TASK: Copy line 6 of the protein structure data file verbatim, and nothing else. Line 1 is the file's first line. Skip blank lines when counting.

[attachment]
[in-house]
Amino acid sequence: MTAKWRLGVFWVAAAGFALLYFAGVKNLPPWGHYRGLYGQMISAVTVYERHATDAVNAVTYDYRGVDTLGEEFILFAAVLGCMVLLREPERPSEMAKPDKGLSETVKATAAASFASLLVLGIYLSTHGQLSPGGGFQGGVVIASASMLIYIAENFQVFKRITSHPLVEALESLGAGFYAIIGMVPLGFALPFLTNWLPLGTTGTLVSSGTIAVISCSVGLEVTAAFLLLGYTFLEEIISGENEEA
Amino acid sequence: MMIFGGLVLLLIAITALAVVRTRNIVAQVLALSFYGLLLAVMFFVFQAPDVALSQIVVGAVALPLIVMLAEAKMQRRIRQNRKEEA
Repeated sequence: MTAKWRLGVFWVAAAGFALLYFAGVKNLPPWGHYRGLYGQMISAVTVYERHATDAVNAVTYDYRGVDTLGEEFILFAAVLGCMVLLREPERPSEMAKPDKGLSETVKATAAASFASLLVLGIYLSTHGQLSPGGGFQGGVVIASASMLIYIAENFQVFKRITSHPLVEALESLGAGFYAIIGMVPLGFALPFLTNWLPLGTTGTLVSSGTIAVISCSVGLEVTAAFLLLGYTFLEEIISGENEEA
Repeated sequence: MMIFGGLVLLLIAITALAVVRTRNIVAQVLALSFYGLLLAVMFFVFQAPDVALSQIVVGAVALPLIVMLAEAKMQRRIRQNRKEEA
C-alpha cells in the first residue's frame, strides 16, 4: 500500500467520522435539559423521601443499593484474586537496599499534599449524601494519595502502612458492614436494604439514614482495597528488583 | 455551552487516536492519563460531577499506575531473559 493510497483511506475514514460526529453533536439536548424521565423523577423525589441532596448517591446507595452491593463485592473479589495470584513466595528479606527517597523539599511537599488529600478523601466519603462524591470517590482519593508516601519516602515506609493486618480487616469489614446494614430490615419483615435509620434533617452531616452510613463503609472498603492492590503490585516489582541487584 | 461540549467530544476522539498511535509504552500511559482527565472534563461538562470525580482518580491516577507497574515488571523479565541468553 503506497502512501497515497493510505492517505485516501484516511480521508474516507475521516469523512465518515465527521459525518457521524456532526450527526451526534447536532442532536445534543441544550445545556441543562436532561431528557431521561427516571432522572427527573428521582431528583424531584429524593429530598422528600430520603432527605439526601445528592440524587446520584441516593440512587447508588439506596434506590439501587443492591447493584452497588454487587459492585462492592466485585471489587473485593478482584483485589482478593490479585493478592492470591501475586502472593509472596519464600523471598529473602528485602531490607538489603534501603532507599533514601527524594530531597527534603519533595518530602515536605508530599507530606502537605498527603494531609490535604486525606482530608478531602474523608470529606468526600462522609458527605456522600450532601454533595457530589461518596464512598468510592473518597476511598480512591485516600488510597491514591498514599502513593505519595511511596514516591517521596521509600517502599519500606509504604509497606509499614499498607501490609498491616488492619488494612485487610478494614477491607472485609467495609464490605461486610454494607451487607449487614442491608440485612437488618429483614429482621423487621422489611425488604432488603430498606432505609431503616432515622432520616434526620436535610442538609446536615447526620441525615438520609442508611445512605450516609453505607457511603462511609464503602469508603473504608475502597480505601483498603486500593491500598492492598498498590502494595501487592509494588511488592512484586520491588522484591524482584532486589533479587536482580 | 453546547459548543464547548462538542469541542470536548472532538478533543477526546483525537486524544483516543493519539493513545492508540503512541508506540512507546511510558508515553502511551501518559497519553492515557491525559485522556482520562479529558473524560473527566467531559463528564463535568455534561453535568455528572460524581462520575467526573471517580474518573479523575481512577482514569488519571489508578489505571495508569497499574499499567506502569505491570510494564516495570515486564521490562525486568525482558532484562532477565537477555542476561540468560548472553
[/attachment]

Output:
C-alpha cells in the first residue's frame, strides 16, 4: 500500500467520522435539559423521601443499593484474586537496599499534599449524601494519595502502612458492614436494604439514614482495597528488583 | 455551552487516536492519563460531577499506575531473559 493510497483511506475514514460526529453533536439536548424521565423523577423525589441532596448517591446507595452491593463485592473479589495470584513466595528479606527517597523539599511537599488529600478523601466519603462524591470517590482519593508516601519516602515506609493486618480487616469489614446494614430490615419483615435509620434533617452531616452510613463503609472498603492492590503490585516489582541487584 | 461540549467530544476522539498511535509504552500511559482527565472534563461538562470525580482518580491516577507497574515488571523479565541468553 503506497502512501497515497493510505492517505485516501484516511480521508474516507475521516469523512465518515465527521459525518457521524456532526450527526451526534447536532442532536445534543441544550445545556441543562436532561431528557431521561427516571432522572427527573428521582431528583424531584429524593429530598422528600430520603432527605439526601445528592440524587446520584441516593440512587447508588439506596434506590439501587443492591447493584452497588454487587459492585462492592466485585471489587473485593478482584483485589482478593490479585493478592492470591501475586502472593509472596519464600523471598529473602528485602531490607538489603534501603532507599533514601527524594530531597527534603519533595518530602515536605508530599507530606502537605498527603494531609490535604486525606482530608478531602474523608470529606468526600462522609458527605456522600450532601454533595457530589461518596464512598468510592473518597476511598480512591485516600488510597491514591498514599502513593505519595511511596514516591517521596521509600517502599519500606509504604509497606509499614499498607501490609498491616488492619488494612485487610478494614477491607472485609467495609464490605461486610454494607451487607449487614442491608440485612437488618429483614429482621423487621422489611425488604432488603430498606432505609431503616432515622432520616434526620436535610442538609446536615447526620441525615438520609442508611445512605450516609453505607457511603462511609464503602469508603473504608475502597480505601483498603486500593491500598492492598498498590502494595501487592509494588511488592512484586520491588522484591524482584532486589533479587536482580 | 453546547459548543464547548462538542469541542470536548472532538478533543477526546483525537486524544483516543493519539493513545492508540503512541508506540512507546511510558508515553502511551501518559497519553492515557491525559485522556482520562479529558473524560473527566467531559463528564463535568455534561453535568455528572460524581462520575467526573471517580474518573479523575481512577482514569488519571489508578489505571495508569497499574499499567506502569505491570510494564516495570515486564521490562525486568525482558532484562532477565537477555542476561540468560548472553